Archive for January, 2018


January 17, 2018

Washington Times on January 16, 2018 published a review of Max Boots latest book: The Road Not Taken: Edward Lansdale and the American Tragedy in Vietnam, Liveright, US dollars 35.00, 768 pages. Excerpts from the review by Gary Anderson below:

Edward Lansdale is probably the greatest cold warrior that most Americans have never heard of. Max Boot has written a fascinating account of how this California college humorist, frat boy and advertising executive evolved into a counterinsurgency expert before the term was even coined. He was a virtual shadow American proconsul in both the Philippines and South Vietnam in the 1950s wisely advising both Philippine President Ramon Magsaysay and South Vietnamese leader No Dinh Diem on how to deal with Communist inspired insurgencies.

His success in the Philippines was spectacular and made his reputation. In Vietnam he was originally successful, but saw his influence wane for reasons beyond his control. However, he became the father of today’s American counterinsurgency doctrine even though few American advisers have been able to replicate his skill in influencing foreign leaders.

Max Boot has become one of the master chroniclers of American counterinsurgency efforts, and his biography of Mr. Lansdale is a tribute to a guy who recognized the threat of insurgency in a post-World War II environment where most American leaders saw only brute force as a solution to any political-military problem.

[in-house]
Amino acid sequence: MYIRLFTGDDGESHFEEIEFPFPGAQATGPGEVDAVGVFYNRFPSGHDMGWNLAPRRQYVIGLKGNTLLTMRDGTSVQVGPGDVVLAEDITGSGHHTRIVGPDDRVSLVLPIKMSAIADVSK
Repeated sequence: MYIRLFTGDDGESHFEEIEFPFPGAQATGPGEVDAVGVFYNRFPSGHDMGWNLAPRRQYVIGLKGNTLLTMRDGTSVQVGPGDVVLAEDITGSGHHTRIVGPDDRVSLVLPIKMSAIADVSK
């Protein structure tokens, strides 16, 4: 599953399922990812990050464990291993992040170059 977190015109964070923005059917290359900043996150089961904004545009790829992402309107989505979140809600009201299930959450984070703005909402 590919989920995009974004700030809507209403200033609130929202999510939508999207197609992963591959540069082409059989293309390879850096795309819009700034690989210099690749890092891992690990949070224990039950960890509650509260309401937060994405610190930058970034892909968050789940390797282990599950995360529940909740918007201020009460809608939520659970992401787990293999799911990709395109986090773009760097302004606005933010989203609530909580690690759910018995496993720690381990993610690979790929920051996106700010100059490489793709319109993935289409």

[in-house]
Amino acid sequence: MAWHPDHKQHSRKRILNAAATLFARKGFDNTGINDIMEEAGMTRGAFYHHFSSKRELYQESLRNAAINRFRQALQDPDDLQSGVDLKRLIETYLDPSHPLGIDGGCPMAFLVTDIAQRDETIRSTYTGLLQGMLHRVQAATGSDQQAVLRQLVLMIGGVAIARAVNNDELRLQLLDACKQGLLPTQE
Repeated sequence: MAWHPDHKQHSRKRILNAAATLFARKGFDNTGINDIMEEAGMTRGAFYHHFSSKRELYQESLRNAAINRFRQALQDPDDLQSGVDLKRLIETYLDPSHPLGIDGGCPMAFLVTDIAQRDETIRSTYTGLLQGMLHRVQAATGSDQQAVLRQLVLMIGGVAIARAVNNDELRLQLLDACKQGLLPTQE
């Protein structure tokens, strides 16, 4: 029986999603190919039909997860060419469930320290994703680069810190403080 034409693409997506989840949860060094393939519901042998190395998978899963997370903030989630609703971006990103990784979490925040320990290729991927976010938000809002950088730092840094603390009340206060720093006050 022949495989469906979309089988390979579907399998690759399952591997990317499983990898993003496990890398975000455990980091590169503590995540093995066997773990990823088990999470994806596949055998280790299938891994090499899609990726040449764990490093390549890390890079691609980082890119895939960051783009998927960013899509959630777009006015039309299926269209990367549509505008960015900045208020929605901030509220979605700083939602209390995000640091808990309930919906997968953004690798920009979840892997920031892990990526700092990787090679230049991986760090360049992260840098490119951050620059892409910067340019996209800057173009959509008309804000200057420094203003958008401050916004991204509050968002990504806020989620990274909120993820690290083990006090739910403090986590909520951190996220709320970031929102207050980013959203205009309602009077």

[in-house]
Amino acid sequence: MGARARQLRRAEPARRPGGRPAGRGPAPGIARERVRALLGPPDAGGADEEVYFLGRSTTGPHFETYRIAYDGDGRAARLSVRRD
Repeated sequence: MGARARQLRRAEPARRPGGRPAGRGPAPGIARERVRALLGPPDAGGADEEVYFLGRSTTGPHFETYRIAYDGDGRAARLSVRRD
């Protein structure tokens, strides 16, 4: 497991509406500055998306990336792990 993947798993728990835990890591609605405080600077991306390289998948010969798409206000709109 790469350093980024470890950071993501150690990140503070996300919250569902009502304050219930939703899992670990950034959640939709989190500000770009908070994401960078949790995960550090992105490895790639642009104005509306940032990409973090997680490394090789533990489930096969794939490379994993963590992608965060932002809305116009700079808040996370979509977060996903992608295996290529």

Mr. Lansdale argued that success was dependent on getting the people to stop supporting the insurgents, and have some hope that the government was a better alternative. Eliminating insurgents militarily was only a secondary part of the Lansdale approach. It worked in the Philippines because Mr. Lansdale developed a unique brand of trust with that nation’s leader.

When he was asked to do the same things in South Vietnam, Mr. Lansdale was initially successful in developing a personal rapport with Prime Minister Diem. However, Mr. Lansdale eventually lost influence with Mr. Diem due to the machinations of Mr. Diem’s brother No Diem Nhu and his manipulative wife Madam Nhu.